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Person to Person

that was meh. and its meh-ness annoys me. it had a bunch of stories happening on the same day in New York City and I spent the entire film waiting for them to intersect. they don't. I should have gone home early.
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Finding Kukan doc about Kukan, the first "best documentary feature" (1941), which is considered a lost film, and Li Ling Ai, credited as "technical advisor". the filmmaker makes a case for Li Ling Ai as the true producer. it's a nifty detective story and uses shadow play under some of the narrative, to great effect. Kukan itself was about the second Sino Japanese war and was remarkable for its color footage of the bombing of Nanking, shot at ground level. this doc was chock full of interesting stuff about the lives of Chinese-Americans in the 30s, plus great footage of the director presenting her research to a weeping audience in modern-day Chongquing. notable comment from Q&A: Kukan wasn't that old and its history has mostly been lost. five of the people interviewed in the film are dead as of this viewing. the director urged us to record our parents and grandparents while we can.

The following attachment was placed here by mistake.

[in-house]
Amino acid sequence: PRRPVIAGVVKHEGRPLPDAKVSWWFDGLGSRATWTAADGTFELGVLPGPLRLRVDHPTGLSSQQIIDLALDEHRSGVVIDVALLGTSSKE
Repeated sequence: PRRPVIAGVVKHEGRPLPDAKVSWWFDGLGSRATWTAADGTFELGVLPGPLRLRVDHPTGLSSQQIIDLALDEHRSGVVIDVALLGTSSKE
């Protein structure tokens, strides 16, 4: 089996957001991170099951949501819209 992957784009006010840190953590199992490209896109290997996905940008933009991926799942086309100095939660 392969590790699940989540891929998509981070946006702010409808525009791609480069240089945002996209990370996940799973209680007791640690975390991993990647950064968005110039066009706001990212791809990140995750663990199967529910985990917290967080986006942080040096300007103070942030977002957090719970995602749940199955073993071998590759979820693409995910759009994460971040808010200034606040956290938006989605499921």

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Cook Up A Storm

loved it. a chef with a chip on his shoulder takes on a chef with a chip on his shoulder. then they unite in order to deal with their daddy issues. molecular gastronomy, Chinese street food, and Iron Chef-style cooking competition are all a feast for the eyes. There's also a charming neighborhood crowd and evil developers. no romance, just bromance and so much awesome food. if you love Iron Chef or Chef's Table, and all the people who live in the building in Kung Fu Hustle (as I do) then this is for you.

in other news, I found a seat in Pac Place with a power outlet. score.
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The Little Hours

adaptation of a bit from the Decameron, set in a nunnery. raunchy, funny but low joke density. it was shot on location in Tuscany, which is stunning (and surprisingly Northwest-like). Aubrey Plaza and the writer/director did a q&a afterward. ([personal profile] sistawendy, it will be released in Seattle at the end of June.)
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The Odyssey
pretty biopic about Jacques Cousteau's family. like, someone wanted to do a Phillipe Cousteau movie and couldn't get funding. I want to rewatch Cousteau docs now. it's funny, I remember Phillipe from my childhood, but the memories would have been formed after he was long dead.
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Vampire Cleanup Department sheer pleasure. Hong Kong comedy adventure about a young man who joins a special branch of the sanitation department. it's sentimental and charming, and the hopping vampires are at turns silly and scary. recommended.